Finally the weather calmed enough for me to leave Ijmuiden, granting the first opportunity to dip my toe into the North Sea alone. There was still uncomfortable swell outside of the breakwater, and the wind continuously heavy on the nose, yet Constellation moved slowly toward Den Haag. Four hours into the leg, the already choppy waters became worse, leaving me cold, wet, and having lost what sea legs I had in the placid canals, vomiting over the side of the boat. I tried hard to tack further away from the coastline to increase the water depth and reduce the swell, but it seemed to make little difference. I set back on the original course, increased the RPM's of 'August' the diesel engine, and stood in the cockpit with cold hands, clutching the cabin roof winches, watching Den Haag slowly become larger on the horizon. I left with a favourable tide, meaning I would need to sail in the dark in the last 8nm to port, however the entry lights were relatively easy to pickup, as I watched a large triple masted charter schooner enter first. Here is a short video made up of terrible clips from my digital camera... It has nothing to do with the work of the DNR-Productions video (you can tell!).
The port of Scheveningin is still a working fishing port, which is nice because the marina is simple and original - So many of the marinas are newly built and highly commercial, so it was nice to be near the North Sea trawlers and be in a harbour with normal boats, instead of being moored up with 62ft Hallberg Rassys, that rarely go outside of the canals. Special thanks to Mira for having an address for me to forward mail to, as well as for the extra funds and vitamins to fight off scurvy!
I left Scheveningin for Stellandam, with my plan to re-enter the canal system due to poor weather over the following few days. It seemed I could sit in a marina waiting for the right weather, or I could just keep moving regardless through the canals - The choice was simple. I sat at anchor in Stellandam after a beautiful day of sailing with all the canvas up with sunny weather.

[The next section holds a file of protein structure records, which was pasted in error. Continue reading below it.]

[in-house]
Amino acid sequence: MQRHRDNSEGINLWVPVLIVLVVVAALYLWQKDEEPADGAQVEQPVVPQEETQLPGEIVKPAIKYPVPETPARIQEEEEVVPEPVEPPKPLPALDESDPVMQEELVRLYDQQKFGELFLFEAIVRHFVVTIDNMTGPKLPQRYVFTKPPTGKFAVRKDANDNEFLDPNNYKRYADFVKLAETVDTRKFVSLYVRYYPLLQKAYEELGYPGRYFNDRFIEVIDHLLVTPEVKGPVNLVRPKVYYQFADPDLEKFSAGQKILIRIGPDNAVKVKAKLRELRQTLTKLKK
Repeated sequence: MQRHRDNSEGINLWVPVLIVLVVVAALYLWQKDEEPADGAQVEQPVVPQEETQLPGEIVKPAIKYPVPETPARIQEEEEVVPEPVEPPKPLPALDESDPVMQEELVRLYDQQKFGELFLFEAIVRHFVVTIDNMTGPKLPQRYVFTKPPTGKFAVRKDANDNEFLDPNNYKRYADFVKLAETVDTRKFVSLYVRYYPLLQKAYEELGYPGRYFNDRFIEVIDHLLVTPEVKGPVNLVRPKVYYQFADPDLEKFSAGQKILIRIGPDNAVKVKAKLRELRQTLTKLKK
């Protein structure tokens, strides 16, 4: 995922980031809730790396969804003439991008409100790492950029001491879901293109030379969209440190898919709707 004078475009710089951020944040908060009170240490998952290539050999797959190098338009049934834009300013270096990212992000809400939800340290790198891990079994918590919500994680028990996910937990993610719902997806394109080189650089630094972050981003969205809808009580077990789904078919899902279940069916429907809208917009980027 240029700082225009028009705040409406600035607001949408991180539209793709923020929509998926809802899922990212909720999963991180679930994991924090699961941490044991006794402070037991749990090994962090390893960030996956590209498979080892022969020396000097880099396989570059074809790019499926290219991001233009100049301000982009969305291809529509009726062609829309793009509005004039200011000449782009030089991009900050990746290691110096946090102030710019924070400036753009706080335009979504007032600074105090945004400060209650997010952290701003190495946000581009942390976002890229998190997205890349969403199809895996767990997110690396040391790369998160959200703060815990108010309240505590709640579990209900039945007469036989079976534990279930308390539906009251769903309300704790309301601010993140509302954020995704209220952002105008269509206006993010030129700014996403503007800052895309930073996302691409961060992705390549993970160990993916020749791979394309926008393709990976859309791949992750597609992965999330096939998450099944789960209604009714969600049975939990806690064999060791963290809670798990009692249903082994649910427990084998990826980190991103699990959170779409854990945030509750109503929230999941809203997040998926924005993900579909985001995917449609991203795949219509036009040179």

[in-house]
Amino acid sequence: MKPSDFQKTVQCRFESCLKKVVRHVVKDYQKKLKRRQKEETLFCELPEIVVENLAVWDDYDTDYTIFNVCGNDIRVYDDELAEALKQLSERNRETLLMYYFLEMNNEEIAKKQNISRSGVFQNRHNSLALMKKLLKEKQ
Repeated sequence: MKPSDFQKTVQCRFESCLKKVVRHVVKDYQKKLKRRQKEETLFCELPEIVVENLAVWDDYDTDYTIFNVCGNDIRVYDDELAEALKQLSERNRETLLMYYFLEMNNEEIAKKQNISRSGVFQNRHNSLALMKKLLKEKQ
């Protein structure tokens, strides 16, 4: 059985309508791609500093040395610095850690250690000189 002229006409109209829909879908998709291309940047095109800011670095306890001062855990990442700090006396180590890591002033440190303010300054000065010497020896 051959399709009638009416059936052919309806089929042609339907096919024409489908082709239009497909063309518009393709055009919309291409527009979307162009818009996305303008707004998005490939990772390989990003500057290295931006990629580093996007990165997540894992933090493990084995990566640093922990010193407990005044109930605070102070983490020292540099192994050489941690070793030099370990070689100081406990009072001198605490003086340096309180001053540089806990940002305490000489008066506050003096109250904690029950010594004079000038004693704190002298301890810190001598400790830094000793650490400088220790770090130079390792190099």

I successfully made it past Europort, which I think may be the busiest port in the world - I radioed for permission to cross, and was radioed back with confirmation, and then radioed again 30mins later stating that I was making slow progress! After passing through, I made a tack back towards the separation scheme, which Europort control was not particularly happy about, being told in a friendly manner that I should probably change tack relatively soon.
Picking up the channel into Stellandam, I was approached by Dutch Customs. They boarded Constellation, checked my paperwork (bill of sale, SSR, diesel purchase receipts, radio call sign and passports) and searched the boat. They asked where I was going, and I said 'Australia' with a straight face, and they didn't seem particularly suprised, which I thought amusing - One of them simply asked which route I was taking. Having finished up, the speed boat returned to pick up the two Customs officers, and bumped the toe rail of Constellation fairly hard - I am now annoyed to see half of the rail is now disconnected from the hull, meaning I will need to remove it all, epoxy the screw holes and re-mount it. Not only that, but the officers insist on wearing big black boots, therefore putting dark scuff marks all over my deck! Constellation is not exactly in the best cosmetic condition, but black marks and broken toe rails certainly don't help...
From Stellandam I battled Force 6 winds, fog, minimal visibility and rain to Willemstad, a curious little town shaped like a star (click here for evidence!). The town was heavily fortified, however I'm not entirely sure of it's true history as all the information and museum displays were in Dutch...
As of today, I'm sitting in a harbour in Bruinisse, about to leave for Vlissingen. By the weekend I will be back in the North Sea, which will quickly turn into the Dover Straight, and then finally the English channel. I'm considering going on an extra long tack to Dover to fill up my gas tanks, and then tacking back to France - We'll see how the winds are.